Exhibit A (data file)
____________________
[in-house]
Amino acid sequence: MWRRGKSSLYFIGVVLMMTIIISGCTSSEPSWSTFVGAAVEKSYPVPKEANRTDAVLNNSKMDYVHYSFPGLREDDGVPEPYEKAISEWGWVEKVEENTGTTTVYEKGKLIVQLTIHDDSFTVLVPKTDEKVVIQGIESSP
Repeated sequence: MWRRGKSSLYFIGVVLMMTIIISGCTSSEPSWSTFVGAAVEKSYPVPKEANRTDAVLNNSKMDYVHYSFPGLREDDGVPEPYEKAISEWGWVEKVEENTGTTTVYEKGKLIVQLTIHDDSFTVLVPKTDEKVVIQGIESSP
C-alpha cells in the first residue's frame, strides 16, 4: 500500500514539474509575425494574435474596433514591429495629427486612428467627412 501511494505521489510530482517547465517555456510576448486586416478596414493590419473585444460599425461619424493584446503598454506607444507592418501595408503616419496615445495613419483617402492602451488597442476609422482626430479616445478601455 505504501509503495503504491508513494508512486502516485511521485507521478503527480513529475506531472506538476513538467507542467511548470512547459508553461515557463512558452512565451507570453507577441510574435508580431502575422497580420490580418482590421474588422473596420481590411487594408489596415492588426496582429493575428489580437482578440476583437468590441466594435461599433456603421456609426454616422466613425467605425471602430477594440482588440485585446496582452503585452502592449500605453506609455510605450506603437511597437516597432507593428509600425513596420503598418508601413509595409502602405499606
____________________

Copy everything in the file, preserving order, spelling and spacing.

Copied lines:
[in-house]
Amino acid sequence: MWRRGKSSLYFIGVVLMMTIIISGCTSSEPSWSTFVGAAVEKSYPVPKEANRTDAVLNNSKMDYVHYSFPGLREDDGVPEPYEKAISEWGWVEKVEENTGTTTVYEKGKLIVQLTIHDDSFTVLVPKTDEKVVIQGIESSP
Repeated sequence: MWRRGKSSLYFIGVVLMMTIIISGCTSSEPSWSTFVGAAVEKSYPVPKEANRTDAVLNNSKMDYVHYSFPGLREDDGVPEPYEKAISEWGWVEKVEENTGTTTVYEKGKLIVQLTIHDDSFTVLVPKTDEKVVIQGIESSP
C-alpha cells in the first residue's frame, strides 16, 4: 500500500514539474509575425494574435474596433514591429495629427486612428467627412 501511494505521489510530482517547465517555456510576448486586416478596414493590419473585444460599425461619424493584446503598454506607444507592418501595408503616419496615445495613419483617402492602451488597442476609422482626430479616445478601455 505504501509503495503504491508513494508512486502516485511521485507521478503527480513529475506531472506538476513538467507542467511548470512547459508553461515557463512558452512565451507570453507577441510574435508580431502575422497580420490580418482590421474588422473596420481590411487594408489596415492588426496582429493575428489580437482578440476583437468590441466594435461599433456603421456609426454616422466613425467605425471602430477594440482588440485585446496582452503585452502592449500605453506609455510605450506603437511597437516597432507593428509600425513596420503598418508601413509595409502602405499606